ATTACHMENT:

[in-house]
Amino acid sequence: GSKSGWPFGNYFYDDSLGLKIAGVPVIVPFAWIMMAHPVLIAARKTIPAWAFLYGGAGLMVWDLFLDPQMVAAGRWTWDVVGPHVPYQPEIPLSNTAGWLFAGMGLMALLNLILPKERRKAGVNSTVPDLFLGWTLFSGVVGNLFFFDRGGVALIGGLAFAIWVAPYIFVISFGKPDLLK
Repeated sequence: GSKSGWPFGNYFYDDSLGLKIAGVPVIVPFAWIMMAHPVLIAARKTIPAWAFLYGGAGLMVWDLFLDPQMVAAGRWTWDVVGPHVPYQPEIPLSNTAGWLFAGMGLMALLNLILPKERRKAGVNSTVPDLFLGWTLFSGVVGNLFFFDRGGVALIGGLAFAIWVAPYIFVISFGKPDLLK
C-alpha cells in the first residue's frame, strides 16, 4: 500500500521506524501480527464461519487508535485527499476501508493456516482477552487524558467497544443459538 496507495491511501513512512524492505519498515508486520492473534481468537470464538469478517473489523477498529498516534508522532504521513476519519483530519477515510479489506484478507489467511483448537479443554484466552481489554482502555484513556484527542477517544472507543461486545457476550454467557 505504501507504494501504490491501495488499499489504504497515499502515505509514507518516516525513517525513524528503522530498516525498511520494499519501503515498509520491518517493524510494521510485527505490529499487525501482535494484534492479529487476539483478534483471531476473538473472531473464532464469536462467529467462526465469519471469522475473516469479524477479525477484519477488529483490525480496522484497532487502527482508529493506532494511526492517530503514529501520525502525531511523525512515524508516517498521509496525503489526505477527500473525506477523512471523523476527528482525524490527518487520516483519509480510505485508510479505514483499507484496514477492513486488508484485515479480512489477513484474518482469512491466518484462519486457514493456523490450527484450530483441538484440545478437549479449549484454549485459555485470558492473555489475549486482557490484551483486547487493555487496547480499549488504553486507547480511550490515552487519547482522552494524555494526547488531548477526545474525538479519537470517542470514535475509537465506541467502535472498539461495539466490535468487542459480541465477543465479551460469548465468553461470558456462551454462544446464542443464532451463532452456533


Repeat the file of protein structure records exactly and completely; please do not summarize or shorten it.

[in-house]
Amino acid sequence: GSKSGWPFGNYFYDDSLGLKIAGVPVIVPFAWIMMAHPVLIAARKTIPAWAFLYGGAGLMVWDLFLDPQMVAAGRWTWDVVGPHVPYQPEIPLSNTAGWLFAGMGLMALLNLILPKERRKAGVNSTVPDLFLGWTLFSGVVGNLFFFDRGGVALIGGLAFAIWVAPYIFVISFGKPDLLK
Repeated sequence: GSKSGWPFGNYFYDDSLGLKIAGVPVIVPFAWIMMAHPVLIAARKTIPAWAFLYGGAGLMVWDLFLDPQMVAAGRWTWDVVGPHVPYQPEIPLSNTAGWLFAGMGLMALLNLILPKERRKAGVNSTVPDLFLGWTLFSGVVGNLFFFDRGGVALIGGLAFAIWVAPYIFVISFGKPDLLK
C-alpha cells in the first residue's frame, strides 16, 4: 500500500521506524501480527464461519487508535485527499476501508493456516482477552487524558467497544443459538 496507495491511501513512512524492505519498515508486520492473534481468537470464538469478517473489523477498529498516534508522532504521513476519519483530519477515510479489506484478507489467511483448537479443554484466552481489554482502555484513556484527542477517544472507543461486545457476550454467557 505504501507504494501504490491501495488499499489504504497515499502515505509514507518516516525513517525513524528503522530498516525498511520494499519501503515498509520491518517493524510494521510485527505490529499487525501482535494484534492479529487476539483478534483471531476473538473472531473464532464469536462467529467462526465469519471469522475473516469479524477479525477484519477488529483490525480496522484497532487502527482508529493506532494511526492517530503514529501520525502525531511523525512515524508516517498521509496525503489526505477527500473525506477523512471523523476527528482525524490527518487520516483519509480510505485508510479505514483499507484496514477492513486488508484485515479480512489477513484474518482469512491466518484462519486457514493456523490450527484450530483441538484440545478437549479449549484454549485459555485470558492473555489475549486482557490484551483486547487493555487496547480499549488504553486507547480511550490515552487519547482522552494524555494526547488531548477526545474525538479519537470517542470514535475509537465506541467502535472498539461495539466490535468487542459480541465477543465479551460469548465468553461470558456462551454462544446464542443464532451463532452456533